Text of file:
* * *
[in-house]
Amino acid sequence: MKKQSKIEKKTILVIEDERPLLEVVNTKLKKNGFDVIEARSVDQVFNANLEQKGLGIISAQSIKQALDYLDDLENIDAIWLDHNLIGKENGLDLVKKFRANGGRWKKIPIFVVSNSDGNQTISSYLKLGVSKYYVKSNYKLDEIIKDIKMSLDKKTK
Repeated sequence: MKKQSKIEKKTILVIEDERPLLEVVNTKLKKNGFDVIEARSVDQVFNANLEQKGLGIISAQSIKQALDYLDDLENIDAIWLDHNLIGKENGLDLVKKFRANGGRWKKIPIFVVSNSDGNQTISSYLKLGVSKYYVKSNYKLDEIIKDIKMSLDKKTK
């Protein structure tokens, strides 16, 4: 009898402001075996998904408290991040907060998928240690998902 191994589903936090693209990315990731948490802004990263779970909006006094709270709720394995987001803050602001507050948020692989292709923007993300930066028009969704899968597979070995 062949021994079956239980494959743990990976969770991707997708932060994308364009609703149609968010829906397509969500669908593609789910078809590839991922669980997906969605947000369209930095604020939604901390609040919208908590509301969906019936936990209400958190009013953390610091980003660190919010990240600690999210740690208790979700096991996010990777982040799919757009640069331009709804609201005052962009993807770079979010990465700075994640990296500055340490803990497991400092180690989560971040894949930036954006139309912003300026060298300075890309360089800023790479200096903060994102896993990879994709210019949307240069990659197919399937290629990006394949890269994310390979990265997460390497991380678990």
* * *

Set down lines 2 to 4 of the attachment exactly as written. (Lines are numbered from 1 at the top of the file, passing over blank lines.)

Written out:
Amino acid sequence: MKKQSKIEKKTILVIEDERPLLEVVNTKLKKNGFDVIEARSVDQVFNANLEQKGLGIISAQSIKQALDYLDDLENIDAIWLDHNLIGKENGLDLVKKFRANGGRWKKIPIFVVSNSDGNQTISSYLKLGVSKYYVKSNYKLDEIIKDIKMSLDKKTK
Repeated sequence: MKKQSKIEKKTILVIEDERPLLEVVNTKLKKNGFDVIEARSVDQVFNANLEQKGLGIISAQSIKQALDYLDDLENIDAIWLDHNLIGKENGLDLVKKFRANGGRWKKIPIFVVSNSDGNQTISSYLKLGVSKYYVKSNYKLDEIIKDIKMSLDKKTK
């Protein structure tokens, strides 16, 4: 009898402001075996998904408290991040907060998928240690998902 191994589903936090693209990315990731948490802004990263779970909006006094709270709720394995987001803050602001507050948020692989292709923007993300930066028009969704899968597979070995 062949021994079956239980494959743990990976969770991707997708932060994308364009609703149609968010829906397509969500669908593609789910078809590839991922669980997906969605947000369209930095604020939604901390609040919208908590509301969906019936936990209400958190009013953390610091980003660190919010990240600690999210740690208790979700096991996010990777982040799919757009640069331009709804609201005052962009993807770079979010990465700075994640990296500055340490803990497991400092180690989560971040894949930036954006139309912003300026060298300075890309360089800023790479200096903060994102896993990879994709210019949307240069990659197919399937290629990006394949890269994310390979990265997460390497991380678990």